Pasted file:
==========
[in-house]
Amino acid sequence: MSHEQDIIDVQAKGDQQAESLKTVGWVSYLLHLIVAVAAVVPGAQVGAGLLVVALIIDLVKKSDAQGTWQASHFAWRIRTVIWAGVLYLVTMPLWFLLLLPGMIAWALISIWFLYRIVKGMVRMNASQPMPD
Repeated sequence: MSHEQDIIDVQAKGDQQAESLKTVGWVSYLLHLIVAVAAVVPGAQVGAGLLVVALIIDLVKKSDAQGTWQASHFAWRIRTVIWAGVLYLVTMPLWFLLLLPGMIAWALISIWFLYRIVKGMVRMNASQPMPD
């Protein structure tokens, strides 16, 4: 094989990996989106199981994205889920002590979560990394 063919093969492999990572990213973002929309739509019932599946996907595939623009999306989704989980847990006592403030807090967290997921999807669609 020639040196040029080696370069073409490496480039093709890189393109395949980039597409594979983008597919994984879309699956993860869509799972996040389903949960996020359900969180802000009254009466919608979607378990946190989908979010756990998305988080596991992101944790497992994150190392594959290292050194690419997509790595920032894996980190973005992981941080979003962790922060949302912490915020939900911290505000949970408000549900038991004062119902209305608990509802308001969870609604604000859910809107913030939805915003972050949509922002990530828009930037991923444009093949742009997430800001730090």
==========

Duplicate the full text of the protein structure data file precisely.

[in-house]
Amino acid sequence: MSHEQDIIDVQAKGDQQAESLKTVGWVSYLLHLIVAVAAVVPGAQVGAGLLVVALIIDLVKKSDAQGTWQASHFAWRIRTVIWAGVLYLVTMPLWFLLLLPGMIAWALISIWFLYRIVKGMVRMNASQPMPD
Repeated sequence: MSHEQDIIDVQAKGDQQAESLKTVGWVSYLLHLIVAVAAVVPGAQVGAGLLVVALIIDLVKKSDAQGTWQASHFAWRIRTVIWAGVLYLVTMPLWFLLLLPGMIAWALISIWFLYRIVKGMVRMNASQPMPD
């Protein structure tokens, strides 16, 4: 094989990996989106199981994205889920002590979560990394 063919093969492999990572990213973002929309739509019932599946996907595939623009999306989704989980847990006592403030807090967290997921999807669609 020639040196040029080696370069073409490496480039093709890189393109395949980039597409594979983008597919994984879309699956993860869509799972996040389903949960996020359900969180802000009254009466919608979607378990946190989908979010756990998305988080596991992101944790497992994150190392594959290292050194690419997509790595920032894996980190973005992981941080979003962790922060949302912490915020939900911290505000949970408000549900038991004062119902209305608990509802308001969870609604604000859910809107913030939805915003972050949509922002990530828009930037991923444009093949742009997430800001730090």